diocese, assured him that many perished in this Purgatory, and were
never heard of afterwards." It is clear from the allusion to it in
Caesarius of Heisterbach, that already, at the beginning of the
thirteenth century, St. Patrick's Purgatory had become famous
throughout Europe. 'If any one doubt of Purgatory,' says this writer,
'let him go to Scotland (i. e., Ireland, to which this name was
anciently given), and enter the Purgatory of St. Patrick, and his
doubts will be expelled.' This recommendation was frequently acted upon
in that, and particularly in the following century, when pilgrims from
all parts of Europe, some of them men of rank and wealth, repaired
thither. On the patent rolls in the Tower of London, under the year
1358, we have an instance of testimonials given by the king, Edward
III., on the same day, to two distinguished foreigners, one a noble
Hungarian, the other a Lombard, Nicholas de Becariis, of their having
faithfully performed this pilgrimage. And still later, in 1397, we find
King Richard II. granting a safe conduct to visit the same place to
Raymond, Viscount of Perilhos, Knight of Rhodes, and Chamberlain of the
King of France, with twenty men and thirty horses. Raymond de Perilhos,
on his return to his native country, wrote a narrative of what he had
seen, in the dialect of the Limousin (_Lemosinalingna_), of which
a Latin version was printed by O'Sullivan in his '_Historia Catholica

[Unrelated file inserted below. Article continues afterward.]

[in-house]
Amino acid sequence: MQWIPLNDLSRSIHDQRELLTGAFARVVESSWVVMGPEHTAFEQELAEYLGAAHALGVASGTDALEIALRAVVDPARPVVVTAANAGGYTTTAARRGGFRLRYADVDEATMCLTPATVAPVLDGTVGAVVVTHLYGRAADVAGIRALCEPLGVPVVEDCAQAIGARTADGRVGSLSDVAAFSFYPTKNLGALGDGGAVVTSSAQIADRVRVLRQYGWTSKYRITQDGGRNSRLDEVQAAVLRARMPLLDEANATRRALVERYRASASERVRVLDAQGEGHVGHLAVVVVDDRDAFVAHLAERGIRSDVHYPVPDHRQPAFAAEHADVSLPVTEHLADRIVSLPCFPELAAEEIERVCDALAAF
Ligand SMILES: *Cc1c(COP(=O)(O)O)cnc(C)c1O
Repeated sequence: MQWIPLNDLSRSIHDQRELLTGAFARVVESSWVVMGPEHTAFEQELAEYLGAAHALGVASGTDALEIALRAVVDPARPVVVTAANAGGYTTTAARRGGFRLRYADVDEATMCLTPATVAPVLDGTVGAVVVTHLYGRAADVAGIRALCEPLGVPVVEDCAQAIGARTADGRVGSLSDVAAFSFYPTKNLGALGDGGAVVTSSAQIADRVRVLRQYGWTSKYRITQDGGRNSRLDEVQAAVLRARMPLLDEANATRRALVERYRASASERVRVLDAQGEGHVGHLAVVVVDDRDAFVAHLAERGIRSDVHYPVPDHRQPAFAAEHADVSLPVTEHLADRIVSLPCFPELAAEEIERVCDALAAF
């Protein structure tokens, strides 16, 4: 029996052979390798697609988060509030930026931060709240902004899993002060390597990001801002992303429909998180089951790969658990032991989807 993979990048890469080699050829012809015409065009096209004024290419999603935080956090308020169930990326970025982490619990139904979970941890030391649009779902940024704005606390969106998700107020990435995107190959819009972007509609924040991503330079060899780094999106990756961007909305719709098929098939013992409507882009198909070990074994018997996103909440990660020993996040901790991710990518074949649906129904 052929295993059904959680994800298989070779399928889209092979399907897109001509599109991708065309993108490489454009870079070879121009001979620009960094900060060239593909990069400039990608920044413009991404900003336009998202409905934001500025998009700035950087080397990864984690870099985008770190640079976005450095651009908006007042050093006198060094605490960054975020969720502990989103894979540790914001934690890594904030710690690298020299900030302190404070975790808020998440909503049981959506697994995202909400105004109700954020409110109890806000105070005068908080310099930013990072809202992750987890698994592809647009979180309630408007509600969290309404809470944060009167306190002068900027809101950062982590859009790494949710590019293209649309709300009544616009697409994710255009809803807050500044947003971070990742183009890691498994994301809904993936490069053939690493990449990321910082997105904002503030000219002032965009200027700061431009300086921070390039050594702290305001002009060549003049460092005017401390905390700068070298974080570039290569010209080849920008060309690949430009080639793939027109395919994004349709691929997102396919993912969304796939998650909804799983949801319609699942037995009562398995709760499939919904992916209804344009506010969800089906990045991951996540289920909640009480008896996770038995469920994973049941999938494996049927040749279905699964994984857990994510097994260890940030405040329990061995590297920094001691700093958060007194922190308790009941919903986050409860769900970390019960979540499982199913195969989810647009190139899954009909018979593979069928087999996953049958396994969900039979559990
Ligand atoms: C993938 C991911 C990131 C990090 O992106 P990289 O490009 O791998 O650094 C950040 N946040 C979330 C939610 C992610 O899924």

Ibernica.' ... This is a mere compilation from the story of 'Henry of
Salterey,' and begins, like that, with an account of the origin of the
Purgatory. He represents himself as having been first a minister to
Charles V. of France, and subsequently the intimate friend of John I.
of Aragon, after whose death (in 1395) he was seized with the desire of
knowing how he was treated in the other world, and determined, like a
new AEneas, to go into St. Patrick's Purgatory in search of him. He saw
precisely the same sights as the knight, Owain, but (as in Calderon)
only twelve men came to him in the hall instead of fifteen, and in the
fourth hall of punishments he saw King John of Aragon, and many others
of his friends and relations.

We will now select from the drama of "Calderon" a few characteristic
passages, to show how this subject was treated by the glowing pen and
fervid fancy of the greatest of all the poets of Catholic Spain, whose
poetry, indeed, is deserving of more widespread appreciation than it
has yet received at the hands of the Catholic reading public. We will
begin with those lines in which Ludovico Enio, the hero of the tale,
makes known his identity to King Egerio.

LUDOVICO. Listen, most beautiful divinity,
For thus begins the story of my life.
Great Egerio, King of Ireland, I

Am Ludovico Enio--a Christian also--
In this do Patrick and myself agree,
And differ, being Christians both,
And yet as opposite as good from evil.
But for the faith which I sincerely hold
(So greatly do I estimate its worth),
I would lay down a hundred thousand lives--